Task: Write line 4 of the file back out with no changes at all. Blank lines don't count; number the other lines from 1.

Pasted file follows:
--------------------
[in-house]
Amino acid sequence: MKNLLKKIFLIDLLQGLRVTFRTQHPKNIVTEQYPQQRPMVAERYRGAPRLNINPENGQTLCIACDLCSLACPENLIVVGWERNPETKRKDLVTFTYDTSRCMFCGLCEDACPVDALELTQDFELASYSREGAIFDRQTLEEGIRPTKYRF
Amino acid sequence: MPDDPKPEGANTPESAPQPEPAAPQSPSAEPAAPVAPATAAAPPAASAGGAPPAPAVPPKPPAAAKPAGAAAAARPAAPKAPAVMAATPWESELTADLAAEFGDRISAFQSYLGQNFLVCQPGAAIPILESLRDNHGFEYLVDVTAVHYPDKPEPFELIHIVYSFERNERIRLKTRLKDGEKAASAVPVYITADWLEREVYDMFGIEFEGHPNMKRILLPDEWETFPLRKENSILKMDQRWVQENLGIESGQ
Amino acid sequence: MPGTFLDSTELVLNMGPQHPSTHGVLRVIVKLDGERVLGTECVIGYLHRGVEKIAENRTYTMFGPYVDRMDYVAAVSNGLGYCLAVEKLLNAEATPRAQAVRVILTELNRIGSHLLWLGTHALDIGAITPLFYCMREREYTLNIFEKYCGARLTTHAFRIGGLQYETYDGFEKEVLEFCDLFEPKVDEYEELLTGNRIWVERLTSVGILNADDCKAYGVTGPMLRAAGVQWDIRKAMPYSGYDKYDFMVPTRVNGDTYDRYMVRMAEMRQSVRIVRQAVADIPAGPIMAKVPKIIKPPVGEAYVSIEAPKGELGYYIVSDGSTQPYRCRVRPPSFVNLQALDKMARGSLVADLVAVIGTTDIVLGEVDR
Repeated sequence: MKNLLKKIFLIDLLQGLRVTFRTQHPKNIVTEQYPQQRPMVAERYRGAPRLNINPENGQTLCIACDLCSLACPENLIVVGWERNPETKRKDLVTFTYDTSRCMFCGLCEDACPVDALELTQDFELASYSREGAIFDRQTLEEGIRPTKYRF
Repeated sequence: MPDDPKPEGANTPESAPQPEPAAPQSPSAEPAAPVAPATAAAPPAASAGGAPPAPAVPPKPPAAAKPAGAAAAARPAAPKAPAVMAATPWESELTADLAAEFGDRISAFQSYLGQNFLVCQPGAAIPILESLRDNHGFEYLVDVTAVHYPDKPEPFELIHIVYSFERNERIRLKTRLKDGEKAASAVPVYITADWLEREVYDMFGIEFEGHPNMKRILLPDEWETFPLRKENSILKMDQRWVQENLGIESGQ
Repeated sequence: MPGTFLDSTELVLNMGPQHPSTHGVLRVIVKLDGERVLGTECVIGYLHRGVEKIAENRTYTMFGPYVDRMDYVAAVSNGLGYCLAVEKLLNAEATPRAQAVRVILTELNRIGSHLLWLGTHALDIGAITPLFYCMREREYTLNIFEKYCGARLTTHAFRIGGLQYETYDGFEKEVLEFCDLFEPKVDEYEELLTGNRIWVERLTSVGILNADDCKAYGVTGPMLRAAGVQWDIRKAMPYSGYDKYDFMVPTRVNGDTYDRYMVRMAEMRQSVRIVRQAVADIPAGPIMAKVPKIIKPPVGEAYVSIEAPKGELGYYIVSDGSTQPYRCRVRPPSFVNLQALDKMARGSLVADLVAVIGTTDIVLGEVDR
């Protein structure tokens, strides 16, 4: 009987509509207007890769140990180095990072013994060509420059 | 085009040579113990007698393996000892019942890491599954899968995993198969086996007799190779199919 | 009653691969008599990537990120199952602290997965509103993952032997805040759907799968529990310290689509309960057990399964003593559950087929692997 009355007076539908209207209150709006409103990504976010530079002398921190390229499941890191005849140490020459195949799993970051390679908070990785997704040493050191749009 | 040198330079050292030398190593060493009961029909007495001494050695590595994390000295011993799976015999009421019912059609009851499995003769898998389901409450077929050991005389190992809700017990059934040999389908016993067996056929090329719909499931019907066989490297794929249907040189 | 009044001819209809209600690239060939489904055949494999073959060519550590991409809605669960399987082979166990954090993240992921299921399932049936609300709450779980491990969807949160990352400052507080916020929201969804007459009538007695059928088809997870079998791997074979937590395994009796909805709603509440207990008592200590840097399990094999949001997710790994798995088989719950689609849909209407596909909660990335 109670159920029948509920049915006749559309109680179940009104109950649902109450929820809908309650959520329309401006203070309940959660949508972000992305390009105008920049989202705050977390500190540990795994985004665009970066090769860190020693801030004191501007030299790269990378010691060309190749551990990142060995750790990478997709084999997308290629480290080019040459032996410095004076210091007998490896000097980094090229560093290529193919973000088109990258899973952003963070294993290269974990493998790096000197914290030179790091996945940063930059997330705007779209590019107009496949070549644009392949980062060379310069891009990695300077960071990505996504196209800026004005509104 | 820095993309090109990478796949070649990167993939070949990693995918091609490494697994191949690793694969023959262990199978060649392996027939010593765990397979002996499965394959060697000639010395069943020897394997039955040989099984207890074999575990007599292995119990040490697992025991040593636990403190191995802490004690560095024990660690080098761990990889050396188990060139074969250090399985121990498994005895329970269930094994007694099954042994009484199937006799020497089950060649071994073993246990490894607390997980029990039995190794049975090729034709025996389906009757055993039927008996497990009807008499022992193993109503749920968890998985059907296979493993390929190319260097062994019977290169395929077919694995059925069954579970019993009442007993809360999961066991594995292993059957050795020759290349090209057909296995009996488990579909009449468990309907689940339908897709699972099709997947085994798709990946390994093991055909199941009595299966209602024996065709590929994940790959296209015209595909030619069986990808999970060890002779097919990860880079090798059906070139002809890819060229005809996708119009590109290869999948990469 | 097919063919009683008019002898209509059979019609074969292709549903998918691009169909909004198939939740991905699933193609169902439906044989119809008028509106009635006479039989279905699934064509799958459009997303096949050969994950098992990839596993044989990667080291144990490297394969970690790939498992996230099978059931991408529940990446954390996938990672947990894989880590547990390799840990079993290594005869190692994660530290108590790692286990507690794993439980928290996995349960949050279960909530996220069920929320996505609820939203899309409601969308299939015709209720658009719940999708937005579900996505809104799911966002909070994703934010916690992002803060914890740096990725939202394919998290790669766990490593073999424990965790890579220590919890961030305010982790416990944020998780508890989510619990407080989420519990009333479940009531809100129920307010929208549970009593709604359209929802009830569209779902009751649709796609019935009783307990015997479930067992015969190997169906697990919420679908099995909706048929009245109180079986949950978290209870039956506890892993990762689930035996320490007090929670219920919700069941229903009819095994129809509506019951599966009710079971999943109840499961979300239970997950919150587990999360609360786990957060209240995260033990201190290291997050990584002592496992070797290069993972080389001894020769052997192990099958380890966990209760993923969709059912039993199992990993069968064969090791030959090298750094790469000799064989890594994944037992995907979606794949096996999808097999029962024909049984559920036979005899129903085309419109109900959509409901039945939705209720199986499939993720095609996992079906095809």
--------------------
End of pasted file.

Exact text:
Amino acid sequence: MPGTFLDSTELVLNMGPQHPSTHGVLRVIVKLDGERVLGTECVIGYLHRGVEKIAENRTYTMFGPYVDRMDYVAAVSNGLGYCLAVEKLLNAEATPRAQAVRVILTELNRIGSHLLWLGTHALDIGAITPLFYCMREREYTLNIFEKYCGARLTTHAFRIGGLQYETYDGFEKEVLEFCDLFEPKVDEYEELLTGNRIWVERLTSVGILNADDCKAYGVTGPMLRAAGVQWDIRKAMPYSGYDKYDFMVPTRVNGDTYDRYMVRMAEMRQSVRIVRQAVADIPAGPIMAKVPKIIKPPVGEAYVSIEAPKGELGYYIVSDGSTQPYRCRVRPPSFVNLQALDKMARGSLVADLVAVIGTTDIVLGEVDR